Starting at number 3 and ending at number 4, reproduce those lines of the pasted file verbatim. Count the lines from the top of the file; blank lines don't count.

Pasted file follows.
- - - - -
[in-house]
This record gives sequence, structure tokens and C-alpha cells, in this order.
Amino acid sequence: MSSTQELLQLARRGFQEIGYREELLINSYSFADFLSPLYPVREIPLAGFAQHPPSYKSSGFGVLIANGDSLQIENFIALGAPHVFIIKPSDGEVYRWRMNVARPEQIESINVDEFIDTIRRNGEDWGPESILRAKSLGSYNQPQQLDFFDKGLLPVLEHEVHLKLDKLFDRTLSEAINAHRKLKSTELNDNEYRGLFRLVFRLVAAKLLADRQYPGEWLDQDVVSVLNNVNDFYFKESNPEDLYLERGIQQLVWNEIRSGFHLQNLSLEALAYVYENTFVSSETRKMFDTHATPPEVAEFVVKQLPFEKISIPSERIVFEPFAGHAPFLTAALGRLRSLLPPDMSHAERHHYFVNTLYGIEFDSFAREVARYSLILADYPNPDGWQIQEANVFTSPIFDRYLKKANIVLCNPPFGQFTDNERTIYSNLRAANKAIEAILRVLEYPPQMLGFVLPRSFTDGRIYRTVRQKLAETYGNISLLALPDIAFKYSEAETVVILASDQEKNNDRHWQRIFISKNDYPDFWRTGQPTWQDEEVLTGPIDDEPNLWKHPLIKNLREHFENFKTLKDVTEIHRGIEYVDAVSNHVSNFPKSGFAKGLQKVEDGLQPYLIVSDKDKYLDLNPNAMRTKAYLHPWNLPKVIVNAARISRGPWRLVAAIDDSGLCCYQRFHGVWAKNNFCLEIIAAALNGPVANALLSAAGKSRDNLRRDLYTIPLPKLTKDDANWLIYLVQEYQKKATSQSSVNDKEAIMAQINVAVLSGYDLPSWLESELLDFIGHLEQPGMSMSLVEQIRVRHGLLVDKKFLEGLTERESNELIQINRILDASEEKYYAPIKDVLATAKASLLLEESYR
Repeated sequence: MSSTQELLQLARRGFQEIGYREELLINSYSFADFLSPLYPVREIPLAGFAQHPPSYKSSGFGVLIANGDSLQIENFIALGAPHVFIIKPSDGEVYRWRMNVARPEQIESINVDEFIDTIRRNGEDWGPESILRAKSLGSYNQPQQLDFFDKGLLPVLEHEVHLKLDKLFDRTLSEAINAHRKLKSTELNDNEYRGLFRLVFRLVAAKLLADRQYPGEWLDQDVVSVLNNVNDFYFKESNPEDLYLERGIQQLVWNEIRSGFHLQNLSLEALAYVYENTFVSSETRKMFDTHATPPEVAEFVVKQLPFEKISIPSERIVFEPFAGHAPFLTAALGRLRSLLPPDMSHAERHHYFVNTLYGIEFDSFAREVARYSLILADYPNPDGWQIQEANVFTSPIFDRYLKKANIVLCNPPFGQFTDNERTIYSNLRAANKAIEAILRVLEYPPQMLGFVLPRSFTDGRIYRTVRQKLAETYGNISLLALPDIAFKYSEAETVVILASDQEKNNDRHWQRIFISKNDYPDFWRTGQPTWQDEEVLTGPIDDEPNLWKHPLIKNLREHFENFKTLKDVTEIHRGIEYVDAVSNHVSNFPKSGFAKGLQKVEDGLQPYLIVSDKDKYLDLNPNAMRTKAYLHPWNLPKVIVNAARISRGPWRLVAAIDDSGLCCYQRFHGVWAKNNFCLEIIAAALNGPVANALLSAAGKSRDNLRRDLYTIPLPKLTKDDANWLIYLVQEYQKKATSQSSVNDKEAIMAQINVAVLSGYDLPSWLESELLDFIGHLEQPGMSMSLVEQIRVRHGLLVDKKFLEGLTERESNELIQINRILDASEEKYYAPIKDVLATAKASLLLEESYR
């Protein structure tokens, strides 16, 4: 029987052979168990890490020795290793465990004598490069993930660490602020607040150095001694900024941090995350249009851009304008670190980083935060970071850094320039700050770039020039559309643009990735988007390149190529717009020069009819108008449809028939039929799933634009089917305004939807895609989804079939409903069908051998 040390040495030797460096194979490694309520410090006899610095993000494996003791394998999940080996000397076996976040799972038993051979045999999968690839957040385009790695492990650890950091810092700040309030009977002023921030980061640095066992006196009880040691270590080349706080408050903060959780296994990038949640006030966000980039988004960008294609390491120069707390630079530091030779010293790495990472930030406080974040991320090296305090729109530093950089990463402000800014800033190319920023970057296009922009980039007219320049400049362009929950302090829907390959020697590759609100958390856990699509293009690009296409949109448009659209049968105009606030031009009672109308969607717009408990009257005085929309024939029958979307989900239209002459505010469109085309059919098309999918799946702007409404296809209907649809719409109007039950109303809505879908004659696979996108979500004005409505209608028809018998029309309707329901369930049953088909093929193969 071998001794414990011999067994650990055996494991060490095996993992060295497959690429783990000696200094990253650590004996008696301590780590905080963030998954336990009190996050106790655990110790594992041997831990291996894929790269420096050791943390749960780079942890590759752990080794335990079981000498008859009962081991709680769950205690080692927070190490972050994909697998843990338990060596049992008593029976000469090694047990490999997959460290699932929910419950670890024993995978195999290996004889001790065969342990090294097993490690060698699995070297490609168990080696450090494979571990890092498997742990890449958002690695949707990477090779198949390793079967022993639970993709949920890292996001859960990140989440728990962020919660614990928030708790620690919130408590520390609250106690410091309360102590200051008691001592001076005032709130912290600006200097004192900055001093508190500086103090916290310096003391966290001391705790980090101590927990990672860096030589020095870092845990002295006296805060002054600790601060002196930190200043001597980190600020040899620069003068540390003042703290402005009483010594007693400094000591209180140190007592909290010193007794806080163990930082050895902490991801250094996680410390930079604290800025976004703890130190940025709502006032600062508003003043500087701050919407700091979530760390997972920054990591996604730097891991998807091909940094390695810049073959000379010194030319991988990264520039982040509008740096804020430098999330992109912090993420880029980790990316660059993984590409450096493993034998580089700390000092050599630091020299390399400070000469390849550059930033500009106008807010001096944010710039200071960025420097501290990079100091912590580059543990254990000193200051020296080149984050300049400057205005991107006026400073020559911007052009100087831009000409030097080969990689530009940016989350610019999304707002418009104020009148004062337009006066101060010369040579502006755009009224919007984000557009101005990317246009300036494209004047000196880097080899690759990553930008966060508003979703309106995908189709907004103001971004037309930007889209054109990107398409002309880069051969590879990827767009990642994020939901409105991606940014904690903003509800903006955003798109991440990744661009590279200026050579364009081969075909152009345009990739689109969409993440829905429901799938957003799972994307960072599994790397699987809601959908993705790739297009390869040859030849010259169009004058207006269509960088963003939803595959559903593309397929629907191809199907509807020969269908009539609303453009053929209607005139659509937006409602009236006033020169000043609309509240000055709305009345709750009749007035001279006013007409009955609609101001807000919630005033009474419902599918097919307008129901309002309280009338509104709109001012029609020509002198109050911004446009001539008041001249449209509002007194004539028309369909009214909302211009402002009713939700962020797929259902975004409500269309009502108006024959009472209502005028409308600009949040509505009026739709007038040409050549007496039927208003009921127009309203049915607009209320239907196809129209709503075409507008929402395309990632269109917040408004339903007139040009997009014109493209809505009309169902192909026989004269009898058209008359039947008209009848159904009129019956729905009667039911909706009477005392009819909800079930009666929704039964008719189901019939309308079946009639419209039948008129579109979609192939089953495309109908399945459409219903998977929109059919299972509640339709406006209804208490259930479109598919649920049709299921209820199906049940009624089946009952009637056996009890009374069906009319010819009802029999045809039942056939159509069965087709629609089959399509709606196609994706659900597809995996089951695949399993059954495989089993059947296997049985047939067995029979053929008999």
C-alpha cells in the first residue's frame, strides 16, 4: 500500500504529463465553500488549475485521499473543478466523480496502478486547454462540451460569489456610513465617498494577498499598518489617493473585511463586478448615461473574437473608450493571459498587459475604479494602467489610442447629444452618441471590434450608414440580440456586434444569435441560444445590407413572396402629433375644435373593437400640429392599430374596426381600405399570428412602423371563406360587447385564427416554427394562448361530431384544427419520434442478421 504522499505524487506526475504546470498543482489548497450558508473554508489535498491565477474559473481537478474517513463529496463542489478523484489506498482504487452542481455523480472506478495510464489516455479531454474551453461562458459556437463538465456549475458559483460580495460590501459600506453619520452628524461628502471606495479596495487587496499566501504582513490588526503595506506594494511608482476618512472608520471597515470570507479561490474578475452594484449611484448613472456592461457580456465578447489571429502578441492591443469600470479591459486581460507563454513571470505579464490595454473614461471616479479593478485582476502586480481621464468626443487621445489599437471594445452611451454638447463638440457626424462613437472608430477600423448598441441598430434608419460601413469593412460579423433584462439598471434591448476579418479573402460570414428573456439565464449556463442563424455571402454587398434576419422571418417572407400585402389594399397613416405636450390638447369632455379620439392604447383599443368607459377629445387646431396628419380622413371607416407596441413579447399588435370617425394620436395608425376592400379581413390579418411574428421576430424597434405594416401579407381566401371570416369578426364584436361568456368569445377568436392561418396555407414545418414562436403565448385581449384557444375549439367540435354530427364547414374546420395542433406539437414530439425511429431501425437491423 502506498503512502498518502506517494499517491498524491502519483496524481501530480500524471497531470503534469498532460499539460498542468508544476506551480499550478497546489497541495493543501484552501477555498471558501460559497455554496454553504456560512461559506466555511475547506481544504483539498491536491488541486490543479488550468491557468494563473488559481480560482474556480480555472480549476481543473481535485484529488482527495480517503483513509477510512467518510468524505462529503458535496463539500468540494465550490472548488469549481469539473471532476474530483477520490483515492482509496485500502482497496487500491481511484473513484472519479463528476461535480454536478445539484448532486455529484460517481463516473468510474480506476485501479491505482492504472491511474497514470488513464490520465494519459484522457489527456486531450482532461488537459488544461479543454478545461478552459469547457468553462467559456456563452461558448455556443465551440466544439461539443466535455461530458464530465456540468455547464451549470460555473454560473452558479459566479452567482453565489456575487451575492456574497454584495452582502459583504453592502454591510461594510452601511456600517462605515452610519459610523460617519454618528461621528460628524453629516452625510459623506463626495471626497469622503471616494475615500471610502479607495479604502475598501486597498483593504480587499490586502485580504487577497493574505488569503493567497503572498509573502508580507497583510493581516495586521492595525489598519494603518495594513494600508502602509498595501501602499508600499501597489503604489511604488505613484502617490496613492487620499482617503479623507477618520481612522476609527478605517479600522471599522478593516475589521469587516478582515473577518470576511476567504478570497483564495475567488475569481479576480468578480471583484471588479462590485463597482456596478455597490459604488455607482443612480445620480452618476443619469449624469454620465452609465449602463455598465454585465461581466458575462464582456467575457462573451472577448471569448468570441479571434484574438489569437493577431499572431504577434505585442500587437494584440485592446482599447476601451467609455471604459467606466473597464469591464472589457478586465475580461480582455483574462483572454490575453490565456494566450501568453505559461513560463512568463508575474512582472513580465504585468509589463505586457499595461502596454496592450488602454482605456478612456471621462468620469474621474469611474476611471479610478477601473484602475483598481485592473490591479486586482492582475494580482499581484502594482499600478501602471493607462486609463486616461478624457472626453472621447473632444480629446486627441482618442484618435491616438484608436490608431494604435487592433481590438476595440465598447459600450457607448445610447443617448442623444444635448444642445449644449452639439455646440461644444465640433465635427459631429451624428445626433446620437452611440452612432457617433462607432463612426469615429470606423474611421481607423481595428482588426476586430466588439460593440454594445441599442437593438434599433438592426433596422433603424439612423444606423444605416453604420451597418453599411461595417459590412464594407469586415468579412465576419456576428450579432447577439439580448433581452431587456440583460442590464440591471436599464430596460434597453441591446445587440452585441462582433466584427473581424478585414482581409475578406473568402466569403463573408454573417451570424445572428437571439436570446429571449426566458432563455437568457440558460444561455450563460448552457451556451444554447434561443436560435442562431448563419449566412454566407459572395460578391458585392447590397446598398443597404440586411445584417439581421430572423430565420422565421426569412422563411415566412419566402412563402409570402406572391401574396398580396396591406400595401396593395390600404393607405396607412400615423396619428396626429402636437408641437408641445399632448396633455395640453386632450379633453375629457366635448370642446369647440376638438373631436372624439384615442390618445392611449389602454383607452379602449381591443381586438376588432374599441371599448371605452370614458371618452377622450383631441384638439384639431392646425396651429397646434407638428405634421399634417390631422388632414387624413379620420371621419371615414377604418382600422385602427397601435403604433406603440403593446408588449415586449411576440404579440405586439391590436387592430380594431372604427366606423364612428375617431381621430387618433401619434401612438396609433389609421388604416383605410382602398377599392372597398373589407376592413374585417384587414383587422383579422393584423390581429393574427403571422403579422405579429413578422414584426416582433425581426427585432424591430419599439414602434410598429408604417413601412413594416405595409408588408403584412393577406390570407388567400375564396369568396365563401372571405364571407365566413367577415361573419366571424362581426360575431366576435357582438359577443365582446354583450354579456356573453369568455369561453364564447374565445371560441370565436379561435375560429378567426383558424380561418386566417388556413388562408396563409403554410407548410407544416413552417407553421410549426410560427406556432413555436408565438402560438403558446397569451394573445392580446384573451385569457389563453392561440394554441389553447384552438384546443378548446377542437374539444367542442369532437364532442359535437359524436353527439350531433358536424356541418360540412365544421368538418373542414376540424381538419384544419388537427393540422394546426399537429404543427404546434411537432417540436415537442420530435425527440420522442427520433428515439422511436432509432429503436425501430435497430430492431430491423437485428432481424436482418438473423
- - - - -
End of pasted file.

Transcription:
Amino acid sequence: MSSTQELLQLARRGFQEIGYREELLINSYSFADFLSPLYPVREIPLAGFAQHPPSYKSSGFGVLIANGDSLQIENFIALGAPHVFIIKPSDGEVYRWRMNVARPEQIESINVDEFIDTIRRNGEDWGPESILRAKSLGSYNQPQQLDFFDKGLLPVLEHEVHLKLDKLFDRTLSEAINAHRKLKSTELNDNEYRGLFRLVFRLVAAKLLADRQYPGEWLDQDVVSVLNNVNDFYFKESNPEDLYLERGIQQLVWNEIRSGFHLQNLSLEALAYVYENTFVSSETRKMFDTHATPPEVAEFVVKQLPFEKISIPSERIVFEPFAGHAPFLTAALGRLRSLLPPDMSHAERHHYFVNTLYGIEFDSFAREVARYSLILADYPNPDGWQIQEANVFTSPIFDRYLKKANIVLCNPPFGQFTDNERTIYSNLRAANKAIEAILRVLEYPPQMLGFVLPRSFTDGRIYRTVRQKLAETYGNISLLALPDIAFKYSEAETVVILASDQEKNNDRHWQRIFISKNDYPDFWRTGQPTWQDEEVLTGPIDDEPNLWKHPLIKNLREHFENFKTLKDVTEIHRGIEYVDAVSNHVSNFPKSGFAKGLQKVEDGLQPYLIVSDKDKYLDLNPNAMRTKAYLHPWNLPKVIVNAARISRGPWRLVAAIDDSGLCCYQRFHGVWAKNNFCLEIIAAALNGPVANALLSAAGKSRDNLRRDLYTIPLPKLTKDDANWLIYLVQEYQKKATSQSSVNDKEAIMAQINVAVLSGYDLPSWLESELLDFIGHLEQPGMSMSLVEQIRVRHGLLVDKKFLEGLTERESNELIQINRILDASEEKYYAPIKDVLATAKASLLLEESYR
Repeated sequence: MSSTQELLQLARRGFQEIGYREELLINSYSFADFLSPLYPVREIPLAGFAQHPPSYKSSGFGVLIANGDSLQIENFIALGAPHVFIIKPSDGEVYRWRMNVARPEQIESINVDEFIDTIRRNGEDWGPESILRAKSLGSYNQPQQLDFFDKGLLPVLEHEVHLKLDKLFDRTLSEAINAHRKLKSTELNDNEYRGLFRLVFRLVAAKLLADRQYPGEWLDQDVVSVLNNVNDFYFKESNPEDLYLERGIQQLVWNEIRSGFHLQNLSLEALAYVYENTFVSSETRKMFDTHATPPEVAEFVVKQLPFEKISIPSERIVFEPFAGHAPFLTAALGRLRSLLPPDMSHAERHHYFVNTLYGIEFDSFAREVARYSLILADYPNPDGWQIQEANVFTSPIFDRYLKKANIVLCNPPFGQFTDNERTIYSNLRAANKAIEAILRVLEYPPQMLGFVLPRSFTDGRIYRTVRQKLAETYGNISLLALPDIAFKYSEAETVVILASDQEKNNDRHWQRIFISKNDYPDFWRTGQPTWQDEEVLTGPIDDEPNLWKHPLIKNLREHFENFKTLKDVTEIHRGIEYVDAVSNHVSNFPKSGFAKGLQKVEDGLQPYLIVSDKDKYLDLNPNAMRTKAYLHPWNLPKVIVNAARISRGPWRLVAAIDDSGLCCYQRFHGVWAKNNFCLEIIAAALNGPVANALLSAAGKSRDNLRRDLYTIPLPKLTKDDANWLIYLVQEYQKKATSQSSVNDKEAIMAQINVAVLSGYDLPSWLESELLDFIGHLEQPGMSMSLVEQIRVRHGLLVDKKFLEGLTERESNELIQINRILDASEEKYYAPIKDVLATAKASLLLEESYR